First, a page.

Saturday, 18 April 2009

DORYANTHES - Nicolson 1888

of the Royal Botanic Gardens Kew

The Illustrated Dictionary of Gardening
A Practical and Scientific
Encyclopaedia of Horticulture
Gardeners and Botanists

Div. II Car. - Erl.

London 1888

DORYANTHES (from dory, a spear, and anthos, a flower ; the flower stem is from 12 ft. to 20 ft. high, like the handle of a spear, bearing flowers on the top). ORD. Amaryllidaceae. A genus of extremely beautiful amaryllids, requiring greenhouse culture, similar to Dasylirion, Fourcroua, &c. They thrive best in a compost of loam and leaf soil, in equal parts. Propagated from suckers, which should be placed in small pots, and grown on, repotting into larger sizes as becomes necessary. A comsiderable size of plant has to be obtained before flowers are produced.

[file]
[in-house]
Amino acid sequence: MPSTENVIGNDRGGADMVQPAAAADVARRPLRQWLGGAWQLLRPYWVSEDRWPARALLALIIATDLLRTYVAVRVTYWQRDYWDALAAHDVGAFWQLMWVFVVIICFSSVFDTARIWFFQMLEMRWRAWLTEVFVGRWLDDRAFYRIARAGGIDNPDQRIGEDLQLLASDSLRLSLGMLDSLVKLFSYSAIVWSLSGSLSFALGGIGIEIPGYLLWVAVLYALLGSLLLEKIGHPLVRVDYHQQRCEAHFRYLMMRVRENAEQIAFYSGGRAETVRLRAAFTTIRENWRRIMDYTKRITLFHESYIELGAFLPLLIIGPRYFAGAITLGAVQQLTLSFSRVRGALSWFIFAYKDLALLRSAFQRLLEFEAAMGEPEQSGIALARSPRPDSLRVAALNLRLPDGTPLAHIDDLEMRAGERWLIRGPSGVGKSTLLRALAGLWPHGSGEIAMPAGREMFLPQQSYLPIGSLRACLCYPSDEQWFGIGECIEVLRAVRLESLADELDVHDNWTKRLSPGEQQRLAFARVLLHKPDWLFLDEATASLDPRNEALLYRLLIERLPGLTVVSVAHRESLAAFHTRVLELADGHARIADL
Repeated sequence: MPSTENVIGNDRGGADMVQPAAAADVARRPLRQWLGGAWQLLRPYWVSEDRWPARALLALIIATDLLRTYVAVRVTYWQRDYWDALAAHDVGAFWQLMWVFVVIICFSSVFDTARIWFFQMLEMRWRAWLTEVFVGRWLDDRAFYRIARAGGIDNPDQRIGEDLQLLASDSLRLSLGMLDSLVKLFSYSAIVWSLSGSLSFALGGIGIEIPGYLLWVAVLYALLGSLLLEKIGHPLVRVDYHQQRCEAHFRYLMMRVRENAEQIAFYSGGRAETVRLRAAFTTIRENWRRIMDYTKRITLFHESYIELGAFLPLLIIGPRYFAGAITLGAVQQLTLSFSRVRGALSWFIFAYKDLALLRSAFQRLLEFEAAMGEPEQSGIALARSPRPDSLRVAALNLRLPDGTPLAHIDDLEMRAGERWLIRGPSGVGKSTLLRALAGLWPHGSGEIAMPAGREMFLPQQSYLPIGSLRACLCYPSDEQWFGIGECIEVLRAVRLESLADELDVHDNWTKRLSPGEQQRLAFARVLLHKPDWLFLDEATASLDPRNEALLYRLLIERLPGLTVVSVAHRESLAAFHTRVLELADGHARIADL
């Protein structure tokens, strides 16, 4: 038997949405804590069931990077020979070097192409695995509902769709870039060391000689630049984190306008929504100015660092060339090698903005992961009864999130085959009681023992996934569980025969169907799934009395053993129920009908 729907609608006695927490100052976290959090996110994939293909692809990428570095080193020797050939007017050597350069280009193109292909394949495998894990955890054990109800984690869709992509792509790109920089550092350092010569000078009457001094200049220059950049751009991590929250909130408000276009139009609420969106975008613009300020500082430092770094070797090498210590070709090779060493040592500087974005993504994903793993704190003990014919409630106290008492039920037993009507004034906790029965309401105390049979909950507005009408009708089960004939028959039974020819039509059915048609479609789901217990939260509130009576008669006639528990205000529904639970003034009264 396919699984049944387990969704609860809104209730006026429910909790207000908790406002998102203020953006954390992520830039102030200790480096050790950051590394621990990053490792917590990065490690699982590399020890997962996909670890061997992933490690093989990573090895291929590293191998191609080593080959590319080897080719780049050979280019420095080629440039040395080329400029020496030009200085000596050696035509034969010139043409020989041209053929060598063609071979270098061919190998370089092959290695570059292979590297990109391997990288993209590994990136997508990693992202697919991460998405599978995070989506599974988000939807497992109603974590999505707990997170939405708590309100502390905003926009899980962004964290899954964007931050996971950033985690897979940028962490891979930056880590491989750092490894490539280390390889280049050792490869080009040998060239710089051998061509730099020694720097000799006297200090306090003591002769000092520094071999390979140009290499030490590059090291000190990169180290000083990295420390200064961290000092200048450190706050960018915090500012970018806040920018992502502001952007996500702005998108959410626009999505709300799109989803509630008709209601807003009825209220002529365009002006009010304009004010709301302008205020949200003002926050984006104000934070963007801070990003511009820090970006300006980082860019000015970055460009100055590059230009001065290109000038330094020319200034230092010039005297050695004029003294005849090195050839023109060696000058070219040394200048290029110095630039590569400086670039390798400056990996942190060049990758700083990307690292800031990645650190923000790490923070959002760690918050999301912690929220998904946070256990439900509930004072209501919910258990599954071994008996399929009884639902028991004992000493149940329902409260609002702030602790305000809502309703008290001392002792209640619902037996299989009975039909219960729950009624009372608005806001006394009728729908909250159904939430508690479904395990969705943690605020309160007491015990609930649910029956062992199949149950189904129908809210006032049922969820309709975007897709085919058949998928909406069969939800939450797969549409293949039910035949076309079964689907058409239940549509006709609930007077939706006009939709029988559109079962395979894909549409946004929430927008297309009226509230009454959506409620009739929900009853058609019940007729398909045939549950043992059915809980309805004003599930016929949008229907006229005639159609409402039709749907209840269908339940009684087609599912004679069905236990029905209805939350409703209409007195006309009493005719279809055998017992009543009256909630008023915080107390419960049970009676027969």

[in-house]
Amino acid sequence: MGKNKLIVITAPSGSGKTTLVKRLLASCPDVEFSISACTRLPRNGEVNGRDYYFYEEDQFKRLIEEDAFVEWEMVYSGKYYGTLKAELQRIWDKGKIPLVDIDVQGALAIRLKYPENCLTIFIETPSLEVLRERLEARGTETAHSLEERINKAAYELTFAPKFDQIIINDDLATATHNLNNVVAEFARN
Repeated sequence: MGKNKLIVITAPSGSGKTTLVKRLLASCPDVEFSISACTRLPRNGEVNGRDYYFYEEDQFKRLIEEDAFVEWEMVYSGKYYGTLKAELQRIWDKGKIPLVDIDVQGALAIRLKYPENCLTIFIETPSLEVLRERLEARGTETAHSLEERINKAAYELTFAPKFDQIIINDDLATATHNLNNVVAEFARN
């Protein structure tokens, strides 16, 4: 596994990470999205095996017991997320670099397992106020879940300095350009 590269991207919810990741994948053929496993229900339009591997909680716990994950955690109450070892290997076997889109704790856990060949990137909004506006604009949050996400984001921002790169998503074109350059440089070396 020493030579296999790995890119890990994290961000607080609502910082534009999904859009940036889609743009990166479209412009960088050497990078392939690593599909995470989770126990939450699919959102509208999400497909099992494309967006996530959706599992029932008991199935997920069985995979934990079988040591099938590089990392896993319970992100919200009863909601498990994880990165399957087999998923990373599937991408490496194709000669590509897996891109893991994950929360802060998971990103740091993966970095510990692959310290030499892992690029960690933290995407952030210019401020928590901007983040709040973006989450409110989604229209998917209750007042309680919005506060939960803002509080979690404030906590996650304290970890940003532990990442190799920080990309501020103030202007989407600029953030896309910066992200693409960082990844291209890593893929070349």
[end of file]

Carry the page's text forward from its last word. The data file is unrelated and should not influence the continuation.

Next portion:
D. excelsa (tall). very brilliant scarlet, each as large as the common white Lily, disposed in a globose head at the top of the bracteate stem, the base of which is surrounded by leaves. Summer. l. numerous, long lanceolate. h.8ft. to 16ft. New South Wales, 1800. See Fig. 678 (B.M. 1685)

D. Pameri (Palmer's). fl. red, with the centre lighter, large, funnel-shaped ; spike pyramidal, 1 ft to 1 1/2ft. high, and 10in. to 12in. broad, many flowered, clothed with leafy bracts. l. in a dense tuft, broad-lanceolate, each about 6ft. long by 6 in. in breadth, gracefully arching. h. 8ft. to 16ft. Queensland, 1874.
This is a very handsome species. (B.M. 6665.) [inaccuracies in description derived from Bot. Mag.]

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